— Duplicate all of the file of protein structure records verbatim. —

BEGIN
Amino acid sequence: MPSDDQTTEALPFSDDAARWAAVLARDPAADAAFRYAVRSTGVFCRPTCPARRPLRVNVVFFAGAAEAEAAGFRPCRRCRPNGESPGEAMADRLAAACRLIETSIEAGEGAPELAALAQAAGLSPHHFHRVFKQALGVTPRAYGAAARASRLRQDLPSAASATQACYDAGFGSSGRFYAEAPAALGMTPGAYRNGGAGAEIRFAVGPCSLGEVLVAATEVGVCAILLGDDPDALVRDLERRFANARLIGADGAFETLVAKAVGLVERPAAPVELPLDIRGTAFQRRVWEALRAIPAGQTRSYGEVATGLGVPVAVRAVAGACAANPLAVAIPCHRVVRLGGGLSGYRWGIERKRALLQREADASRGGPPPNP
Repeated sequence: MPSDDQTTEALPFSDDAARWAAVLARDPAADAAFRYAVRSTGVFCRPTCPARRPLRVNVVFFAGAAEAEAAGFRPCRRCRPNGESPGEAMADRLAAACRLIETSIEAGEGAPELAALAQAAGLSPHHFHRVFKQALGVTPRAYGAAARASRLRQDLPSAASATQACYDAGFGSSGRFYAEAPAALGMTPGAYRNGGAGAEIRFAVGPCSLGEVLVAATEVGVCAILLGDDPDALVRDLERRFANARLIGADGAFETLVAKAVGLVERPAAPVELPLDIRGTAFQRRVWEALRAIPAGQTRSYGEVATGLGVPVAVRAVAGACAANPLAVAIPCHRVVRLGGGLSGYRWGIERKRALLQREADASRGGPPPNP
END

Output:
Amino acid sequence: MPSDDQTTEALPFSDDAARWAAVLARDPAADAAFRYAVRSTGVFCRPTCPARRPLRVNVVFFAGAAEAEAAGFRPCRRCRPNGESPGEAMADRLAAACRLIETSIEAGEGAPELAALAQAAGLSPHHFHRVFKQALGVTPRAYGAAARASRLRQDLPSAASATQACYDAGFGSSGRFYAEAPAALGMTPGAYRNGGAGAEIRFAVGPCSLGEVLVAATEVGVCAILLGDDPDALVRDLERRFANARLIGADGAFETLVAKAVGLVERPAAPVELPLDIRGTAFQRRVWEALRAIPAGQTRSYGEVATGLGVPVAVRAVAGACAANPLAVAIPCHRVVRLGGGLSGYRWGIERKRALLQREADASRGGPPPNP
Repeated sequence: MPSDDQTTEALPFSDDAARWAAVLARDPAADAAFRYAVRSTGVFCRPTCPARRPLRVNVVFFAGAAEAEAAGFRPCRRCRPNGESPGEAMADRLAAACRLIETSIEAGEGAPELAALAQAAGLSPHHFHRVFKQALGVTPRAYGAAARASRLRQDLPSAASATQACYDAGFGSSGRFYAEAPAALGMTPGAYRNGGAGAEIRFAVGPCSLGEVLVAATEVGVCAILLGDDPDALVRDLERRFANARLIGADGAFETLVAKAVGLVERPAAPVELPLDIRGTAFQRRVWEALRAIPAGQTRSYGEVATGLGVPVAVRAVAGACAANPLAVAIPCHRVVRLGGGLSGYRWGIERKRALLQREADASRGGPPPNP